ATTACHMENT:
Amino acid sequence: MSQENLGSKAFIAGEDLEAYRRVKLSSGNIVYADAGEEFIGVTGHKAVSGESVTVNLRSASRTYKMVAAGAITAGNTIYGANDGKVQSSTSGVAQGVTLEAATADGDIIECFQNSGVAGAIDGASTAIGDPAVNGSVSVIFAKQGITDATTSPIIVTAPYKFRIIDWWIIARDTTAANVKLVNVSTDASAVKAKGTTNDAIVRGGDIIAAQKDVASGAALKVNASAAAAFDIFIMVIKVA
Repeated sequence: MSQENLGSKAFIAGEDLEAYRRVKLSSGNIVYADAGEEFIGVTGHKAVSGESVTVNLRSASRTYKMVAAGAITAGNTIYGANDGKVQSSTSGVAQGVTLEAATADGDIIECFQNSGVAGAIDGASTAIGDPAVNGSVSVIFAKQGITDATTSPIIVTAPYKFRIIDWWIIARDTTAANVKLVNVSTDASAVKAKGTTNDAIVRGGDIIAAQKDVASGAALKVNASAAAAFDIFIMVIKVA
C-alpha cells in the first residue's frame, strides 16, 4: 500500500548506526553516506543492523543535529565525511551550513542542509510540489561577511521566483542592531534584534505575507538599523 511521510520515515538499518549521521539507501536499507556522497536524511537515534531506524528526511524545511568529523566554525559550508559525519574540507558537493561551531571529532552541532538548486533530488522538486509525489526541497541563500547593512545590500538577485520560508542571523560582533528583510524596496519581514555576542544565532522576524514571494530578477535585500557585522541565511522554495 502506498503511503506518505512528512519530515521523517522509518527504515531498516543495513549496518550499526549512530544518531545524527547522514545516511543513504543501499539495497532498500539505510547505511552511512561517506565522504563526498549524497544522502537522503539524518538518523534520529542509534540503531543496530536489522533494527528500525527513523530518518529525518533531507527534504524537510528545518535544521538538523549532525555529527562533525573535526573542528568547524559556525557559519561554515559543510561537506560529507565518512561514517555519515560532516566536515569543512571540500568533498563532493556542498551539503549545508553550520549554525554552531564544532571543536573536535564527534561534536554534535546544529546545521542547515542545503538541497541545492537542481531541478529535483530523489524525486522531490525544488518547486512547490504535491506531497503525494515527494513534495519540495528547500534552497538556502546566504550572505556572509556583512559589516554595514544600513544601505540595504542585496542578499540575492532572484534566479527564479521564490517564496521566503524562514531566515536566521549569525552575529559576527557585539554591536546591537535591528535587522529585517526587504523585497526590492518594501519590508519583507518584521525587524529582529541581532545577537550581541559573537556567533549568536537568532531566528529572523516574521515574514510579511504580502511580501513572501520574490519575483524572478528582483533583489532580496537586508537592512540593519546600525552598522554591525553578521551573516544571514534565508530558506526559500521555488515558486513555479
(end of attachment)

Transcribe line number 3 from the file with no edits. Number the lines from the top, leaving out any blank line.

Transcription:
C-alpha cells in the first residue's frame, strides 16, 4: 500500500548506526553516506543492523543535529565525511551550513542542509510540489561577511521566483542592531534584534505575507538599523 511521510520515515538499518549521521539507501536499507556522497536524511537515534531506524528526511524545511568529523566554525559550508559525519574540507558537493561551531571529532552541532538548486533530488522538486509525489526541497541563500547593512545590500538577485520560508542571523560582533528583510524596496519581514555576542544565532522576524514571494530578477535585500557585522541565511522554495 502506498503511503506518505512528512519530515521523517522509518527504515531498516543495513549496518550499526549512530544518531545524527547522514545516511543513504543501499539495497532498500539505510547505511552511512561517506565522504563526498549524497544522502537522503539524518538518523534520529542509534540503531543496530536489522533494527528500525527513523530518518529525518533531507527534504524537510528545518535544521538538523549532525555529527562533525573535526573542528568547524559556525557559519561554515559543510561537506560529507565518512561514517555519515560532516566536515569543512571540500568533498563532493556542498551539503549545508553550520549554525554552531564544532571543536573536535564527534561534536554534535546544529546545521542547515542545503538541497541545492537542481531541478529535483530523489524525486522531490525544488518547486512547490504535491506531497503525494515527494513534495519540495528547500534552497538556502546566504550572505556572509556583512559589516554595514544600513544601505540595504542585496542578499540575492532572484534566479527564479521564490517564496521566503524562514531566515536566521549569525552575529559576527557585539554591536546591537535591528535587522529585517526587504523585497526590492518594501519590508519583507518584521525587524529582529541581532545577537550581541559573537556567533549568536537568532531566528529572523516574521515574514510579511504580502511580501513572501520574490519575483524572478528582483533583489532580496537586508537592512540593519546600525552598522554591525553578521551573516544571514534565508530558506526559500521555488515558486513555479